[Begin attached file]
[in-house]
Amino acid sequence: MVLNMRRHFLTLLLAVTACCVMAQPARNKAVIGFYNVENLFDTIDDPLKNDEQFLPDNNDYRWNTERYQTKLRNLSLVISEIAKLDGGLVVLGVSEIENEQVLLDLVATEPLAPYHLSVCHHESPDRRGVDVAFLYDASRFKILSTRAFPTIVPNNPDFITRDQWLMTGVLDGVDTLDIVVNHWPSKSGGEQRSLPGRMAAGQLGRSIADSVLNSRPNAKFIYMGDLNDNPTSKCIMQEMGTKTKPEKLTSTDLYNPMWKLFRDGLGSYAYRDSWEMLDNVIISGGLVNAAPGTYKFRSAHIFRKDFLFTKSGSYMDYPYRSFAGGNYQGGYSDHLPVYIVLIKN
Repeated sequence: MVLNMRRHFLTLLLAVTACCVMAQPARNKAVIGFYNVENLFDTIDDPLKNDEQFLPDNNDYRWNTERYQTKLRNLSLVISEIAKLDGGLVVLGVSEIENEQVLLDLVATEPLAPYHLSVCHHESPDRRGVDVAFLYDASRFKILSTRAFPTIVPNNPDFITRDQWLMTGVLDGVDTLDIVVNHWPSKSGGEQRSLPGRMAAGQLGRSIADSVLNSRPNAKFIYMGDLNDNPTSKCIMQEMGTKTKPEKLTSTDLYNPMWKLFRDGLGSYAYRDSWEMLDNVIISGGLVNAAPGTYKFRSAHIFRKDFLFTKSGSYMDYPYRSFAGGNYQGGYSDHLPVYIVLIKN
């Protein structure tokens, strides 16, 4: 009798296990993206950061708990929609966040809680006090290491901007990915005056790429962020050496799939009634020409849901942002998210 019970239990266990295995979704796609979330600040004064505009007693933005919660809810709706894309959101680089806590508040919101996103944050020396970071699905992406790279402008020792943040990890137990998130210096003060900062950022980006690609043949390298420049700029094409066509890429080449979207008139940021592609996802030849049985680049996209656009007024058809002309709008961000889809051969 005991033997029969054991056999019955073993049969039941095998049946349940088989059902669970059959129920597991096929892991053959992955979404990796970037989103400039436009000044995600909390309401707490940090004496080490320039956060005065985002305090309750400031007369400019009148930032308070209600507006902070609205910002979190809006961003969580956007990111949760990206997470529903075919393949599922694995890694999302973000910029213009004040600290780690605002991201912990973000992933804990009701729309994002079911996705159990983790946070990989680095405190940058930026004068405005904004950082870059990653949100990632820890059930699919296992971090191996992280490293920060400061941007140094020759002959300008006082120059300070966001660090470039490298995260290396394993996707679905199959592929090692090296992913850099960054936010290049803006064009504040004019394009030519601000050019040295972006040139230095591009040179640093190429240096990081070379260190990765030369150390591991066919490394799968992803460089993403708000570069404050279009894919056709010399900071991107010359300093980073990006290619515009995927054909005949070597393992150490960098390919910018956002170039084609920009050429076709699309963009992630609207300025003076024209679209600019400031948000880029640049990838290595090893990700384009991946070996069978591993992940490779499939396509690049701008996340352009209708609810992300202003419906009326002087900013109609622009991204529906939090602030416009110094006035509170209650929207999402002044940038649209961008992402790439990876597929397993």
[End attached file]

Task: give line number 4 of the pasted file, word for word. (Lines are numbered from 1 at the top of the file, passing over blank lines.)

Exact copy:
């Protein structure tokens, strides 16, 4: 009798296990993206950061708990929609966040809680006090290491901007990915005056790429962020050496799939009634020409849901942002998210 019970239990266990295995979704796609979330600040004064505009007693933005919660809810709706894309959101680089806590508040919101996103944050020396970071699905992406790279402008020792943040990890137990998130210096003060900062950022980006690609043949390298420049700029094409066509890429080449979207008139940021592609996802030849049985680049996209656009007024058809002309709008961000889809051969 005991033997029969054991056999019955073993049969039941095998049946349940088989059902669970059959129920597991096929892991053959992955979404990796970037989103400039436009000044995600909390309401707490940090004496080490320039956060005065985002305090309750400031007369400019009148930032308070209600507006902070609205910002979190809006961003969580956007990111949760990206997470529903075919393949599922694995890694999302973000910029213009004040600290780690605002991201912990973000992933804990009701729309994002079911996705159990983790946070990989680095405190940058930026004068405005904004950082870059990653949100990632820890059930699919296992971090191996992280490293920060400061941007140094020759002959300008006082120059300070966001660090470039490298995260290396394993996707679905199959592929090692090296992913850099960054936010290049803006064009504040004019394009030519601000050019040295972006040139230095591009040179640093190429240096990081070379260190990765030369150390591991066919490394799968992803460089993403708000570069404050279009894919056709010399900071991107010359300093980073990006290619515009995927054909005949070597393992150490960098390919910018956002170039084609920009050429076709699309963009992630609207300025003076024209679209600019400031948000880029640049990838290595090893990700384009991946070996069978591993992940490779499939396509690049701008996340352009209708609810992300202003419906009326002087900013109609622009991204529906939090602030416009110094006035509170209650929207999402002044940038649209961008992402790439990876597929397993």